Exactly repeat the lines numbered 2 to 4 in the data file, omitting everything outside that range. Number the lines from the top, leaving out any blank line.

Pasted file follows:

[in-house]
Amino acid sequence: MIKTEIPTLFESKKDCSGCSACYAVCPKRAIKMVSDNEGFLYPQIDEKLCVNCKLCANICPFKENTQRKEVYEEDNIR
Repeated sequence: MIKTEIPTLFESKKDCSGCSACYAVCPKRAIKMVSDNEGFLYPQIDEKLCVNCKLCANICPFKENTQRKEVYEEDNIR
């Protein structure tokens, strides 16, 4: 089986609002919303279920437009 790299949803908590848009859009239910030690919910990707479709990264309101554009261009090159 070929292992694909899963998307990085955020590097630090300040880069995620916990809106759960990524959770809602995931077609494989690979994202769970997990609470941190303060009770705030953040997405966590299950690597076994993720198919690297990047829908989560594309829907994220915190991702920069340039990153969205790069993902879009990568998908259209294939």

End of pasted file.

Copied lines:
Amino acid sequence: MIKTEIPTLFESKKDCSGCSACYAVCPKRAIKMVSDNEGFLYPQIDEKLCVNCKLCANICPFKENTQRKEVYEEDNIR
Repeated sequence: MIKTEIPTLFESKKDCSGCSACYAVCPKRAIKMVSDNEGFLYPQIDEKLCVNCKLCANICPFKENTQRKEVYEEDNIR
């Protein structure tokens, strides 16, 4: 089986609002919303279920437009 790299949803908590848009859009239910030690919910990707479709990264309101554009261009090159 070929292992694909899963998307990085955020590097630090300040880069995620916990809106759960990524959770809602995931077609494989690979994202769970997990609470941190303060009770705030953040997405966590299950690597076994993720198919690297990047829908989560594309829907994220915190991702920069340039990153969205790069993902879009990568998908259209294939």